On my weekly lunch walks at a nearby park I recently had the opportunity of watching a small flock of bluebirds work over fruit from a sumac tree. Either they were abnormally hungry or more used to human presence since they allowed me to get quite close.
I remember seeing bluebirds for the first time as a child and being amazed at the brilliance of their blue. In my child-like wisdom, I considered them a sign of good luck. At that time, about 30 years ago, they were endangered. I’ve learned since they were down nearly 70-75% in some areas of the country. However, due to an aggressive nesting box and trail program by several Bluebird societies like The North American Bluebird Society, I see them nearly weekly. Like Swallows and Martins, Bluebirds are also important with insect control eating all manner of them, including wasps and mosquito.
** Postscript 2/27/10 – I had written this post last weekend and scheduled it to post yesterday. My last surviving grandparent, my grandmother, passed away on Thursday evening, the day before this post went live. During a family gathering last night at my late grandmother’s home I noticed she had several small statuettes of birds, including bluebirds, around the place. When I asked about them I was told by a relative that Grandma liked bluebirds and hummingbirds. The property she and her husband owned near Lake Monroe reservoir as a family get-away was where I saw some of my first bluebirds as a child. I remembered this post when I saw Cynthia’s reply notification pop up in my email.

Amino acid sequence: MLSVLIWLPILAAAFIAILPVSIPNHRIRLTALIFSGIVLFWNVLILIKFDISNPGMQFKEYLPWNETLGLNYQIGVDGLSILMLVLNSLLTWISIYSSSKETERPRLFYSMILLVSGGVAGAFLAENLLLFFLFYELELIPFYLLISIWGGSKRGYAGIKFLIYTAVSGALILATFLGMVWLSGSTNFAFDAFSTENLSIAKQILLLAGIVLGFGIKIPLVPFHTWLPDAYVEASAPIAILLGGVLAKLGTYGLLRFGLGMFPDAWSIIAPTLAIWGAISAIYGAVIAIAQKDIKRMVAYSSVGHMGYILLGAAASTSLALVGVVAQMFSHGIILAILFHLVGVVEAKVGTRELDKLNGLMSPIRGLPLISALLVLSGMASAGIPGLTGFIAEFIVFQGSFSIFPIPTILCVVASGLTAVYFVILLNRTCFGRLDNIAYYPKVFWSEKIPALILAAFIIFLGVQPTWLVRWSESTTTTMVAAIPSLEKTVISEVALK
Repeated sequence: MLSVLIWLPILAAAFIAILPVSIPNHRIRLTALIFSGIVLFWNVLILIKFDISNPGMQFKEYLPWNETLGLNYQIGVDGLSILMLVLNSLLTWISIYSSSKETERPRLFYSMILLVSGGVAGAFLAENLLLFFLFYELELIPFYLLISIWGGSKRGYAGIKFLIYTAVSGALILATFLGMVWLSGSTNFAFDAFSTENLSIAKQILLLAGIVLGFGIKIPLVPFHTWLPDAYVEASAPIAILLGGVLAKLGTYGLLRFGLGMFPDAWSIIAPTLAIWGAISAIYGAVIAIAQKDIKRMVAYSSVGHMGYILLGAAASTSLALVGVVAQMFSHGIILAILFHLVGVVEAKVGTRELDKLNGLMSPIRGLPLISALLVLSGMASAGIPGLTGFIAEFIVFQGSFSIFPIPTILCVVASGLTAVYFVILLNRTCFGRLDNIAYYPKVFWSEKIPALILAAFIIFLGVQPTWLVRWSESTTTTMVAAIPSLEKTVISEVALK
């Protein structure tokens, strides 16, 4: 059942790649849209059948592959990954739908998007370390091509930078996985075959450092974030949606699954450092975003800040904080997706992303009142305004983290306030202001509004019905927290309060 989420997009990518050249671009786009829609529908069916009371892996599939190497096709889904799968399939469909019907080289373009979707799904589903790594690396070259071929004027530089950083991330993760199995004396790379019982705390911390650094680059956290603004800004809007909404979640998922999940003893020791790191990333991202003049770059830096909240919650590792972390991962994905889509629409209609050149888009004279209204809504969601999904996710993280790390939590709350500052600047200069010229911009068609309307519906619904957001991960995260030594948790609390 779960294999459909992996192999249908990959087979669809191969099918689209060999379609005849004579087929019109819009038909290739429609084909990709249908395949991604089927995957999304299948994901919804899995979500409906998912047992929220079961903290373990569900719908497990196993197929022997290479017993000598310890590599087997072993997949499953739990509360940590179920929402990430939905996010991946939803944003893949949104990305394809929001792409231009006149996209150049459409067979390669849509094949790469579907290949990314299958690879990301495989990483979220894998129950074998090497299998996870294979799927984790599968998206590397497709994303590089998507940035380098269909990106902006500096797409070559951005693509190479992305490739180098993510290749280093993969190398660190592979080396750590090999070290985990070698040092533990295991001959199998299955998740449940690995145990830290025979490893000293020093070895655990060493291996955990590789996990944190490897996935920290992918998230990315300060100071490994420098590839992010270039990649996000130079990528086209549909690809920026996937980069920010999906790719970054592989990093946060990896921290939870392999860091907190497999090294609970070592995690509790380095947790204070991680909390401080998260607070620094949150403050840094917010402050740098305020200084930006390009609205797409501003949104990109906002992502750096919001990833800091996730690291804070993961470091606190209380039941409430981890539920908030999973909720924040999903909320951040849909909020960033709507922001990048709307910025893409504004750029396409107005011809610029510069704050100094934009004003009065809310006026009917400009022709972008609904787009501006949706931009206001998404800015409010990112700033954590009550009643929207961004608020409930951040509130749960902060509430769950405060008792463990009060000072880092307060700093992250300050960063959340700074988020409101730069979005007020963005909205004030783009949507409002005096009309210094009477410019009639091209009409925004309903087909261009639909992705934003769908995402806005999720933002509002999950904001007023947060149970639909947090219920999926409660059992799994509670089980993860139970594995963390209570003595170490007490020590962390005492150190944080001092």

It’s funny how these things work out sometimes, isn’t it?